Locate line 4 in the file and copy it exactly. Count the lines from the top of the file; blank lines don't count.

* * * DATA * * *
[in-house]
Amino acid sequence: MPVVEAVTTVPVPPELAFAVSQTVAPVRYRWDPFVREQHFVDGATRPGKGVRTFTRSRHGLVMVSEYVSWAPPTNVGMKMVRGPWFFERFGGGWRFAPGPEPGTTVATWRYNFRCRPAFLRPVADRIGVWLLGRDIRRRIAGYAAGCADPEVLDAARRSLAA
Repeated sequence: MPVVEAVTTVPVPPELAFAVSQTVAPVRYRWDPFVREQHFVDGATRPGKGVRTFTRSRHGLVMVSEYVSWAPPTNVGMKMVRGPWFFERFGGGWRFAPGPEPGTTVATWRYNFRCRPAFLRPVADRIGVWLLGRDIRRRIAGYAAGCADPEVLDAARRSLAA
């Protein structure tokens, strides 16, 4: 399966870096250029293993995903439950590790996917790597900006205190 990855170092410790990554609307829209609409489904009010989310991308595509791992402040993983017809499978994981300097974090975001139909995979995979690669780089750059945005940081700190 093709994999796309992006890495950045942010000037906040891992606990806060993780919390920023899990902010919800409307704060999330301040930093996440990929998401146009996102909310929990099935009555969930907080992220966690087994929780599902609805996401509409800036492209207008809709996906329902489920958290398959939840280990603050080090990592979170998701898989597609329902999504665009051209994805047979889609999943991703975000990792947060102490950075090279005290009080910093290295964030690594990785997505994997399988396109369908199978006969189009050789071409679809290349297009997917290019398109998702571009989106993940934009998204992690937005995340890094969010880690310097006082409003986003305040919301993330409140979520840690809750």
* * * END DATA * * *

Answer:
């Protein structure tokens, strides 16, 4: 399966870096250029293993995903439950590790996917790597900006205190 990855170092410790990554609307829209609409489904009010989310991308595509791992402040993983017809499978994981300097974090975001139909995979995979690669780089750059945005940081700190 093709994999796309992006890495950045942010000037906040891992606990806060993780919390920023899990902010919800409307704060999330301040930093996440990929998401146009996102909310929990099935009555969930907080992220966690087994929780599902609805996401509409800036492209207008809709996906329902489920958290398959939840280990603050080090990592979170998701898989597609329902999504665009051209994805047979889609999943991703975000990792947060102490950075090279005290009080910093290295964030690594990785997505994997399988396109369908199978006969189009050789071409679809290349297009997917290019398109998702571009989106993940934009998204992690937005995340890094969010880690310097006082409003986003305040919301993330409140979520840690809750």